PHI-10018 - Medieval Philosophy
Coordinator: Jonathan Head Room: CBA2.032 Tel: +44 1782 7 33515
Lecture Time: See Timetable...
Level: Level 4
Credits: 15
Study Hours: 150
School Office:

Programme/Approved Electives for 2023/24


Available as a Free Standing Elective






Barred Combinations


Description for 2023/24

Medieval philosophy is one of the most fascinating, most overlooked, and often most mysterious areas in the history of philosophy. This module gives you the opportunity to consider major debates in philosophy and religion in the period 100-1500 AD, including diverse contributions from Africa and the Islamic world. We will study key philosophers in detail, and you will be encouraged to form your own views about many important philosophical debates from this period. Informed by our reading of original texts, as well as the latest scholarship on this period, we will reflect on such questions as:
1) What is the connection between philosophy and religion?
2) What is the connection between reason and faith?
3) Will we live forever?
4) Was the world created, and why is there evil in it?
5) In what ways, if any, does God interact with our world?
6) Do we need to be forgiven for our bad actions/intentions?
7) What does it mean to be a human being?
8) Are we free?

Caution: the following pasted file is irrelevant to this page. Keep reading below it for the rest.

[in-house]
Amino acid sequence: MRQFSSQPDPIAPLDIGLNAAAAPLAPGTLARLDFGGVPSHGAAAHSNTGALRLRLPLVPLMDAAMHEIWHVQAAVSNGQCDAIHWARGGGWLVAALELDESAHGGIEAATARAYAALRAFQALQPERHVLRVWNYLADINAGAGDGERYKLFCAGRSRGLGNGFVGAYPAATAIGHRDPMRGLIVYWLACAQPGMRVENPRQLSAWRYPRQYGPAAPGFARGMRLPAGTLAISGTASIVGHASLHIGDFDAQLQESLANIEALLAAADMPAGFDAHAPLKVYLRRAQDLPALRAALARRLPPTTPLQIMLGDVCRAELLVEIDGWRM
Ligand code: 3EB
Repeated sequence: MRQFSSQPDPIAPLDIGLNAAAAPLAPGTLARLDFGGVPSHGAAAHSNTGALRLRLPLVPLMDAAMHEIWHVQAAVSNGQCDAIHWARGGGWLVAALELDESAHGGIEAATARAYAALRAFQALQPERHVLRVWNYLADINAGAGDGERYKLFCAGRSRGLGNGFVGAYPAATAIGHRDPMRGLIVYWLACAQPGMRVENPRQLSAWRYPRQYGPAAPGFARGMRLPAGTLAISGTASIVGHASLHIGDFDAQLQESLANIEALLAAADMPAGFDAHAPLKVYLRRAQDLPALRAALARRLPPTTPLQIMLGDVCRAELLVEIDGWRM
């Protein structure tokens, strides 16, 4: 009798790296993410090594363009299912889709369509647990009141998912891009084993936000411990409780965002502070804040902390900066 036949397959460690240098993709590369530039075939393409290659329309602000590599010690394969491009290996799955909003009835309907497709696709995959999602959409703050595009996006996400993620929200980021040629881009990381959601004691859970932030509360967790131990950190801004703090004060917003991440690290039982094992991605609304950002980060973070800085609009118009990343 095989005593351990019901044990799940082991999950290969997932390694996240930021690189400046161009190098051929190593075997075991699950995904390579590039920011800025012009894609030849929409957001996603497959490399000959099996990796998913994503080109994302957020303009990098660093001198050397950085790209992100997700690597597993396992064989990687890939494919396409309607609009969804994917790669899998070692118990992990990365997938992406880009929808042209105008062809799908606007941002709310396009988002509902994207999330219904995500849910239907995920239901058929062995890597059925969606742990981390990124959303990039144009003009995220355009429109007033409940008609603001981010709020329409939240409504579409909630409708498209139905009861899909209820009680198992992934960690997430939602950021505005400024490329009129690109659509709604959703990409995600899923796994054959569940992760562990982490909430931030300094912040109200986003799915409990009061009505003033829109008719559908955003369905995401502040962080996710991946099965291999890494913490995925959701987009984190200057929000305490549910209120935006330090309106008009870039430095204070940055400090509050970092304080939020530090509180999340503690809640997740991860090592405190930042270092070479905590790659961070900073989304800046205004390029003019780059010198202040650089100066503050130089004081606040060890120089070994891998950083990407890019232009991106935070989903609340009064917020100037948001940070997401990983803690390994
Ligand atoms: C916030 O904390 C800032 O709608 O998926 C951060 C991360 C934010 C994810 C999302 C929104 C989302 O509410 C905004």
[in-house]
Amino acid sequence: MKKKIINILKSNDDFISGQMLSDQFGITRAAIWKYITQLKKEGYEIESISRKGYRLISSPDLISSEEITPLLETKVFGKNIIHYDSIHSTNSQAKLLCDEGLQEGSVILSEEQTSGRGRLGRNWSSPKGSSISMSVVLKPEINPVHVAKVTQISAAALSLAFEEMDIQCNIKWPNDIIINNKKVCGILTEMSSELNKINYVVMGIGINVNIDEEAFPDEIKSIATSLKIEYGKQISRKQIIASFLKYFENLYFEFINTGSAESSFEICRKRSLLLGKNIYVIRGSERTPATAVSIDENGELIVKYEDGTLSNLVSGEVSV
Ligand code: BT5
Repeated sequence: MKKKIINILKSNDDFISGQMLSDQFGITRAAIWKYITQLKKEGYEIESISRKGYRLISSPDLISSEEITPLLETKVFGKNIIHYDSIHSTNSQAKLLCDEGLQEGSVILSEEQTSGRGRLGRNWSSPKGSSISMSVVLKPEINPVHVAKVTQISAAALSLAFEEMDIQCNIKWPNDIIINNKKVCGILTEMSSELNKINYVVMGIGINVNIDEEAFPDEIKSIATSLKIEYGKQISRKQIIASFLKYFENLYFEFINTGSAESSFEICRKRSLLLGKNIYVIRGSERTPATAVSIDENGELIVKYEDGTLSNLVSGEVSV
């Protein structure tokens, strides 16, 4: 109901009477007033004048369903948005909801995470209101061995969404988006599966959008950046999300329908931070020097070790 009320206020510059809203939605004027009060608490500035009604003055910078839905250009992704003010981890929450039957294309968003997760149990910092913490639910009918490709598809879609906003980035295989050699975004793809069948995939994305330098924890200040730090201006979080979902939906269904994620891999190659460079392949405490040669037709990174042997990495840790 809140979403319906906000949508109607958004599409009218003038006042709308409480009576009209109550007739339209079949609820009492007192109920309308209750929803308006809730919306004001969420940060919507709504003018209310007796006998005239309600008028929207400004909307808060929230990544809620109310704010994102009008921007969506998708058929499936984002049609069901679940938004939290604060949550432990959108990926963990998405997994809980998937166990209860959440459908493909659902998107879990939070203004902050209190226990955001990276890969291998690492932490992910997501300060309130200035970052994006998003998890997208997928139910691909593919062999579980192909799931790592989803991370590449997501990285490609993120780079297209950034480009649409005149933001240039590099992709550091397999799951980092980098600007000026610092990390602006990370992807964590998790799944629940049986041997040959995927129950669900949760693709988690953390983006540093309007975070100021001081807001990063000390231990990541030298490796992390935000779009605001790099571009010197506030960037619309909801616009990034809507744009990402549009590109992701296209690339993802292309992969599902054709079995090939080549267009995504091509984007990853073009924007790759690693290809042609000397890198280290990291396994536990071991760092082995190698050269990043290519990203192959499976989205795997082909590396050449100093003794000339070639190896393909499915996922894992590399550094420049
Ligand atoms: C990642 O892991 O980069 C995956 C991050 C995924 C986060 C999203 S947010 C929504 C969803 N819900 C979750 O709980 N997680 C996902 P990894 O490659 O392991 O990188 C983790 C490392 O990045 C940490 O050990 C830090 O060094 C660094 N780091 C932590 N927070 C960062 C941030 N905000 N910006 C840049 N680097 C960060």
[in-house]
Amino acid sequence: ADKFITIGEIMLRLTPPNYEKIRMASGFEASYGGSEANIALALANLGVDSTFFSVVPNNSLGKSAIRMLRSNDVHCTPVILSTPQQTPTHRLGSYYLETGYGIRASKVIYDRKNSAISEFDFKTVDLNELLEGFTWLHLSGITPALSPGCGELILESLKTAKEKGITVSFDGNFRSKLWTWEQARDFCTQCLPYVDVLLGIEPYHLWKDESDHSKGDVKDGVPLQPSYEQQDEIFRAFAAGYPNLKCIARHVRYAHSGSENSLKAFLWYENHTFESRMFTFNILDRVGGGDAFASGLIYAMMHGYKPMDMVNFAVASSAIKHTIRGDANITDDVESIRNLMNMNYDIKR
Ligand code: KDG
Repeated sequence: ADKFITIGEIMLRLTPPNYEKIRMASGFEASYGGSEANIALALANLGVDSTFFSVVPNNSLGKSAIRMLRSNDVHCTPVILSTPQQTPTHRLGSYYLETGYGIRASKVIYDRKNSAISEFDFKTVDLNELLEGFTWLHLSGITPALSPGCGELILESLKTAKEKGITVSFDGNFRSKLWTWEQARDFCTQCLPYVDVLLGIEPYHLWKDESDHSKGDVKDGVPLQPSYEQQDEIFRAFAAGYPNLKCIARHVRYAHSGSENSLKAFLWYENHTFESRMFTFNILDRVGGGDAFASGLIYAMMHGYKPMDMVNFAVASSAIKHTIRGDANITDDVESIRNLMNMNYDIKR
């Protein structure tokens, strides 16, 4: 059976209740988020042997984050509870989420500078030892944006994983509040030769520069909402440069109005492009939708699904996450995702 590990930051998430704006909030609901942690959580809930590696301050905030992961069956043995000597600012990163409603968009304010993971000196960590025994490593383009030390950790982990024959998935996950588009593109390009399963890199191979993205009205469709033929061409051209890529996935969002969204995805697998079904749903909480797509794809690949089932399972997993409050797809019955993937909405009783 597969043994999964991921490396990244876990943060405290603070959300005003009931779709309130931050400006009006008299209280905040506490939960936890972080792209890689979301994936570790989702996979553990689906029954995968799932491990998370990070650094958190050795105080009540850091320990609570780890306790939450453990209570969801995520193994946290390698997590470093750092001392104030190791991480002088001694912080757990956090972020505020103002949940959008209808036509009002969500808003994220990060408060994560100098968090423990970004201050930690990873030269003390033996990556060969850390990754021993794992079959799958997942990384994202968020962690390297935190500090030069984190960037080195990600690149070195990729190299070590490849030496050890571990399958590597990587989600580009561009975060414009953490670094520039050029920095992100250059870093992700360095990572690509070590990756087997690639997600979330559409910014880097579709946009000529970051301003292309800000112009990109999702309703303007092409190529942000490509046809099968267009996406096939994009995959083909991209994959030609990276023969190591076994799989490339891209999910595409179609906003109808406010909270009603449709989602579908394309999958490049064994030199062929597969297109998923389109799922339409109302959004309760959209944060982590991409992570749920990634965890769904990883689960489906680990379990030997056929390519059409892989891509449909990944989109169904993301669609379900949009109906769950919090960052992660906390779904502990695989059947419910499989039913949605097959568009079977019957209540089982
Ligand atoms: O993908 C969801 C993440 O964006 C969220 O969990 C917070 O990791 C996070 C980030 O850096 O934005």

9) Do we have knowledge, or should we be sceptical about various knowledge claims?

To introduce students to key traditions in the history of medieval philosophy. Students will develop critical and analytical skills by reflecting upon debates in the tradition, as well as by considering their relevance for today. Through the assessments, students will also progress with their reading, writing and reflective skills.

Talis Aspire Reading List
Any reading lists will be provided by the start of the course.

Intended Learning Outcomes

Analyse and critically assess key approaches in medieval philosophy: 1,2
Explain some of the central debates in medieval philosophy: 1,2
Develop and defend views regarding debates in medieval philosophy: 1,2
Write about philosophical issues in medieval philosophy with clarity and precision: 1,2
Summarise and analyse key readings from medieval philosophy: 1,2
Reflect upon and explain the contemporary relevance of debates in medieval philosophy: 2

Study hours

Active Learning:
10 hours attendance at lectures
10 hours attendance at seminars
50 hours study and preparation for seminars using online resources provided by the module leader
Independent Learning:
40 hours study and preparation for reflective exercise
40 hours study and preparation for essay

School Rules


Description of Module Assessment

1: Essay weighted 50%
Essay 1,000 words
1,000 word essay chosen from 5 titles on a topic in Medieval Philosophy covered in the first half of the semester. Submitted part-way through the semester. Feedback from essays will help inform work for reflective exercise.

2: Exercise weighted 50%
1,000 word reflective exercise
1000 word reflective exercise. Students will explain and reflect upon the contemporary relevance of a philosophical debate, theory or argument from medieval philosophy. After a summary, students will argue for its contemporary relevance by selecting a particular issue and explaining the application of historical ideas to it.